OECD's Plan for Global Tax Info Exchange: Could be Deja Vu All Over Again

The OECD has released its "Common Reporting Standard," a.k.a. a global "Standard for Automatic Exchange of Financial Account Information." The plan more or less tracks the so-called "intergovernmental agreements" (IGAs) that the US Treasury is using to try to get the Foreign Account Tax Compliance Act working. But the OECD's model for the world differs in two critical respects:

  1. it is based on the global standard of residence-based taxation
  2. it would require reciprocity

One obvious question is whether the US would sign on to this standard, since it represents a major reduction of the massive expansion of the US taxpayer base contemplated by FATCA. If not, can one really envision a world in which everyone shares data reciprocally except the United States, which not only does not share data reciprocally but also places the most expansive demands on everyone else? (For those not following along, the US claims people based on their legal status in the US as well as their actual residence, in contravention of the global norm reflected in the OECD standard, which rejects the former claim in favor of the latter. In terms of reciprocity, what the US calls reciprocal with respect to data sharing is so far reciprocal in name only).

A related issue that already exists under FATCA and will be expanded exponentially under the OECD plan is that reciprocity means every government bears the cost of incorporating expansive financial surveillance (in the case of the US, far beyond that required for all other countries) yet as the Tax Justice Network points out, this formal equality in fact introduces substantive inequality and potentially great harm to poorer countries.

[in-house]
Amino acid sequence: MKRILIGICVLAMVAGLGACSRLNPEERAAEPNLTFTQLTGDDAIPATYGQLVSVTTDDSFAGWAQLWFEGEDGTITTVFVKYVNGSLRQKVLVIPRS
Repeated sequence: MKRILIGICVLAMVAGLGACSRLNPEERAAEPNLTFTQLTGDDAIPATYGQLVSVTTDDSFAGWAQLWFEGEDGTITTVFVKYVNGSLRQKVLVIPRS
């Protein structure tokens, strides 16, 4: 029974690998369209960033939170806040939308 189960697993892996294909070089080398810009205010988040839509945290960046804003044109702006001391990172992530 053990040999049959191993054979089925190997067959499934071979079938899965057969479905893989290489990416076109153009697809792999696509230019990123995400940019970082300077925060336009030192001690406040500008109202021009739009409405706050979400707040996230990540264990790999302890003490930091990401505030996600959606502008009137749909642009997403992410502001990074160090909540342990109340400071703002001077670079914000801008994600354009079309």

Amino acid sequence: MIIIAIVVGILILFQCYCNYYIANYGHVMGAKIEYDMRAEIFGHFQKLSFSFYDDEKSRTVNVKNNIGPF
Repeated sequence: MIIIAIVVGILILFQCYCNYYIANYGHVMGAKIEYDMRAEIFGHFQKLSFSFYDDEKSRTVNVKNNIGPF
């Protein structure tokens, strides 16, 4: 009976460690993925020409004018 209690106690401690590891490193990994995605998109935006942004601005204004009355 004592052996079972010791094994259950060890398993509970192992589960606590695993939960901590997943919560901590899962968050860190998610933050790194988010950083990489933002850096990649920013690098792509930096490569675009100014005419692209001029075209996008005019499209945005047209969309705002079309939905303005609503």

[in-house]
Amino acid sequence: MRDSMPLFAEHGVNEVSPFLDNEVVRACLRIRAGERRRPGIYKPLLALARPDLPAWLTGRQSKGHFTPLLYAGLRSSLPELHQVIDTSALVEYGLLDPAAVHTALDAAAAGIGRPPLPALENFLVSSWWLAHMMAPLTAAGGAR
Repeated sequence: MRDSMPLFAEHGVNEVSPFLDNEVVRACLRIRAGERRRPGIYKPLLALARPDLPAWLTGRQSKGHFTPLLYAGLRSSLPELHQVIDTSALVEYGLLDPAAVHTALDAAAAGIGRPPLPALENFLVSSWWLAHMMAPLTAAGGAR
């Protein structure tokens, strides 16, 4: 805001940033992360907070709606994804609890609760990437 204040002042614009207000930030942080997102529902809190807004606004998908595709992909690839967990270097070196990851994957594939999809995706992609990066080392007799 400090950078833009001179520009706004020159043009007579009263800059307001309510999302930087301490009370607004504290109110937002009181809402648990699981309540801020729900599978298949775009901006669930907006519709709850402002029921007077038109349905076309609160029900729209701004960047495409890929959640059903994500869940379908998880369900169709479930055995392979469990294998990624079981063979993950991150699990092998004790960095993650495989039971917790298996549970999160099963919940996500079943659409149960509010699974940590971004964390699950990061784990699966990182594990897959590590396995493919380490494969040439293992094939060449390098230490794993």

Readers of my prior work (on soft law, on the OECD's norm-creating role, and on its grappling with the issue of sovereignty) will know that I am cautious about the premise of accepting proclamations of the OECD about "global" tax norms.

In the case of residence-based taxation, however, this is not an OECD-created norm but one that dates to the very beginnings of modern income taxation and while flawed is the best available structure if more than one country in the world is going to have an income tax and people are going to be allowed to leave their countries freely if they so choose. Relax either of those assumptions and legal status-based taxation might become technically feasible, though it would still be fundamentally unjust. Neither is the reciprocity norm an OECD invention: instead, its roots trace back to post-Westphalian fundamental international legal principles.

The OECD's forging ahead with a plan that more or less relies heavily on US acceptance is eerily reminiscent of the last OECD attempt to curb tax evasion, via the harmful tax practices initiative. The US first supporting and then completely reversing course eviscerated that effort, thus cementing the status quo we witness today.

US exceptionalism with respect to who should be considered its residents and what it can be compelled to share with other countries cannot help but perpetuate a grave reciprocity imbalance that will only be exacerbated if the US does not sign up to the OECD standard, and the OECD accepts a carve-out to accommodate it.